Elizabeth Wilson's elegant, provocative, and scholarly study uses fiction, essays, film, and art, as well as history and sociology, to look at some of the world's greatest cities—London, Paris, Moscow, New York, Chicago, Lusaka, and São Paulo—and presents a powerful critique of utopian planning, anti-urbanism, postmodernism, and traditional architecture. For women the city offers freedom, including sexual freedom, but also new dangers. Planners and reformers have repeatedly attempted to regulate women—and the working class and ethnic minorities—by means of grandiose, utopian plans, nearly destroying the richness of urban culture. City centers have become uninhabited business districts, the countryside suburbanized. There is danger without pleasure, consumerism without choice, safety without stimulation. What is needed is a new understanding of city life and Wilson gives us an intriguing introduction to what this might be.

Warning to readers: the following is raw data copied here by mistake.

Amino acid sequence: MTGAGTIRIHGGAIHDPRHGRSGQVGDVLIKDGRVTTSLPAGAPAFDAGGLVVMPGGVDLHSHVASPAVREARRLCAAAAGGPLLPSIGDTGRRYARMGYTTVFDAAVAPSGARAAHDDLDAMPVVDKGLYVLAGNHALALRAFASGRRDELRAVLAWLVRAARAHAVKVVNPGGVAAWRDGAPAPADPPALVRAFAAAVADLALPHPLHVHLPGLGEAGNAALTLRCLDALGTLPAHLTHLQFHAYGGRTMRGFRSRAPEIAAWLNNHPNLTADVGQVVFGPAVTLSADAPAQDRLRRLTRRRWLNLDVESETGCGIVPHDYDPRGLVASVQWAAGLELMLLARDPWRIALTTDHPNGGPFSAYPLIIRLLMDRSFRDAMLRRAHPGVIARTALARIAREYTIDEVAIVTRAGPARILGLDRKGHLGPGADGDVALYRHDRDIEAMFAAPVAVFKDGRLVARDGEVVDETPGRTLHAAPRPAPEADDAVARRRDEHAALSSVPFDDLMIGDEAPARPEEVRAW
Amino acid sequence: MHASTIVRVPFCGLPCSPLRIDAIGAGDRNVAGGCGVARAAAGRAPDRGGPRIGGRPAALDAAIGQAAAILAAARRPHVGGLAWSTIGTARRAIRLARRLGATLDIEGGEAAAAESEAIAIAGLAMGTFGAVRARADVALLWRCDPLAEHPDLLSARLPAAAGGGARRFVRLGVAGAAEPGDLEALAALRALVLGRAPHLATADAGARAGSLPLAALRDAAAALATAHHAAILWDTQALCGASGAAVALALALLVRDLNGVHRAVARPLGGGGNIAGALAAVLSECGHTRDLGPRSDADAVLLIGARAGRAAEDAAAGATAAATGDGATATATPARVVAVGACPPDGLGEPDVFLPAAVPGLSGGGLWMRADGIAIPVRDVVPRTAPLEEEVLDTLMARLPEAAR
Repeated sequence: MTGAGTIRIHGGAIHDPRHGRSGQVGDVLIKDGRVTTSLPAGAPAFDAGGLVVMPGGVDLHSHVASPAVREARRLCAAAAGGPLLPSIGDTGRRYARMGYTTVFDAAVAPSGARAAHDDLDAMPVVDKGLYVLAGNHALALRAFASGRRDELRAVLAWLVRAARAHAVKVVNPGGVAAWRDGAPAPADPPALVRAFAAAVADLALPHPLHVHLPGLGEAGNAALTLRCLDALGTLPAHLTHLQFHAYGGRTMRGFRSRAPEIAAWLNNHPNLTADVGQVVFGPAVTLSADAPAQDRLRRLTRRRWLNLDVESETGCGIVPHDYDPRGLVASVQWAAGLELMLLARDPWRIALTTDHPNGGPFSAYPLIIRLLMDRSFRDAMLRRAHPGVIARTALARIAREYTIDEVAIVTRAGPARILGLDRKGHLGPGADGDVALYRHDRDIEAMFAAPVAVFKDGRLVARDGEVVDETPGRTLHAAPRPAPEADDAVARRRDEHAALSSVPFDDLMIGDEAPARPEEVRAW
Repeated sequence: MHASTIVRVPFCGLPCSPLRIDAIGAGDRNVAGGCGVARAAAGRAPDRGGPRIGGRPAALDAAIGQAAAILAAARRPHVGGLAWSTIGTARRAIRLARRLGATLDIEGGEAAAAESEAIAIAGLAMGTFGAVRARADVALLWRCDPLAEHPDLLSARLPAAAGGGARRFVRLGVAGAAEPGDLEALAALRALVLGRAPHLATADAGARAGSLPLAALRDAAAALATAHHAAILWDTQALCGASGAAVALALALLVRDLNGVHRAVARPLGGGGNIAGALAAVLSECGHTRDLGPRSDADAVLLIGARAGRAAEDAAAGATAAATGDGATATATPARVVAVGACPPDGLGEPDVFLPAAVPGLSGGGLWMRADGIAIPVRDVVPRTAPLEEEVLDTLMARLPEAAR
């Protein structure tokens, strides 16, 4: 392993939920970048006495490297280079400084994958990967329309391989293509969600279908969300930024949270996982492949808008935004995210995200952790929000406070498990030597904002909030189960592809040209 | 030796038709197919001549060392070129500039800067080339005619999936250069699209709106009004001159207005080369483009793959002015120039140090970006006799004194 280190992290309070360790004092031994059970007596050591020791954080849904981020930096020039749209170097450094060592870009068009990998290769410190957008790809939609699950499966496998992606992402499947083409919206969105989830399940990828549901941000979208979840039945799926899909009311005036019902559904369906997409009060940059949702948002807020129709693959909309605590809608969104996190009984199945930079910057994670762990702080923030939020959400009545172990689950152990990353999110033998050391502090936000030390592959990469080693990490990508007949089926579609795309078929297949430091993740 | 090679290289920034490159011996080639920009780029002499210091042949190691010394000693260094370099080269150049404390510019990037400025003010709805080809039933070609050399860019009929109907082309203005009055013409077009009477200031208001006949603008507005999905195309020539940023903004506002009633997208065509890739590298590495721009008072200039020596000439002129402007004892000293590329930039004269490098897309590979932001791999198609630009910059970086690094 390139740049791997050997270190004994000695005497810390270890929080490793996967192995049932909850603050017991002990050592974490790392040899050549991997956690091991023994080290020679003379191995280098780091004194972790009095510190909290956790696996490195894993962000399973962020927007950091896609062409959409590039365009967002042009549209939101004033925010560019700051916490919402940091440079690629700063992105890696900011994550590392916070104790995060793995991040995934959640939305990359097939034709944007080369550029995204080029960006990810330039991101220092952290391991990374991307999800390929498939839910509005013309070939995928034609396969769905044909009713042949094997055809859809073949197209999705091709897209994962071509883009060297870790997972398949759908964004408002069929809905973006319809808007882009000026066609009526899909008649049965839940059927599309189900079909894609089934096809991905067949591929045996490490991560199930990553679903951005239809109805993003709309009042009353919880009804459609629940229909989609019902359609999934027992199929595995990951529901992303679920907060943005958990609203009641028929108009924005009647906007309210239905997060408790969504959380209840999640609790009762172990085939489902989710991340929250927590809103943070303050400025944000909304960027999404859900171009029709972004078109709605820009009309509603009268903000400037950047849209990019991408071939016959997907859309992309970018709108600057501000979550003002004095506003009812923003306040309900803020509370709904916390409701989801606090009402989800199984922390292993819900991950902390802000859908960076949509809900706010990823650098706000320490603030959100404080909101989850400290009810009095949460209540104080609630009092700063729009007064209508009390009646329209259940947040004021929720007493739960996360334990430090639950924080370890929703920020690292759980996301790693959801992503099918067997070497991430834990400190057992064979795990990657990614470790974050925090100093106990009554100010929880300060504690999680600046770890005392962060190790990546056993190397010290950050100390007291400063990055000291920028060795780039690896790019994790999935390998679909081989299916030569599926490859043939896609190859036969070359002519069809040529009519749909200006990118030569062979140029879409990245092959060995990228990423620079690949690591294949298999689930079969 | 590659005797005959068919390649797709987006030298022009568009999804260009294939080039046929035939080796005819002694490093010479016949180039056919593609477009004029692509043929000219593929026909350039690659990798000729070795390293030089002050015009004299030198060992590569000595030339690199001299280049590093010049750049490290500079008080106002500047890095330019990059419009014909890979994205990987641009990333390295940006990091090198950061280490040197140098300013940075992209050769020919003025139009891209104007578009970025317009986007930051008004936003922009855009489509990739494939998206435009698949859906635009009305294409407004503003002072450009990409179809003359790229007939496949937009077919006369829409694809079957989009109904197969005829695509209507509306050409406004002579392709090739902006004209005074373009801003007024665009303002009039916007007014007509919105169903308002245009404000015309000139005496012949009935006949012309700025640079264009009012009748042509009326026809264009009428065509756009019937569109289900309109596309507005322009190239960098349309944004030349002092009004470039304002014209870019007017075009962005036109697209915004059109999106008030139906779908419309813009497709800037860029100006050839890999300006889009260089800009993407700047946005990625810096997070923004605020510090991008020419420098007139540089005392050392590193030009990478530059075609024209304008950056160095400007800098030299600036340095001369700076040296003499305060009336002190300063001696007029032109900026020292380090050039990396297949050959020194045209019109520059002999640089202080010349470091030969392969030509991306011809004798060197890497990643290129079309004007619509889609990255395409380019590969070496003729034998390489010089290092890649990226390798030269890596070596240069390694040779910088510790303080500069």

The Sphinx in the City Urban Life, the Control of Disorder, and Women
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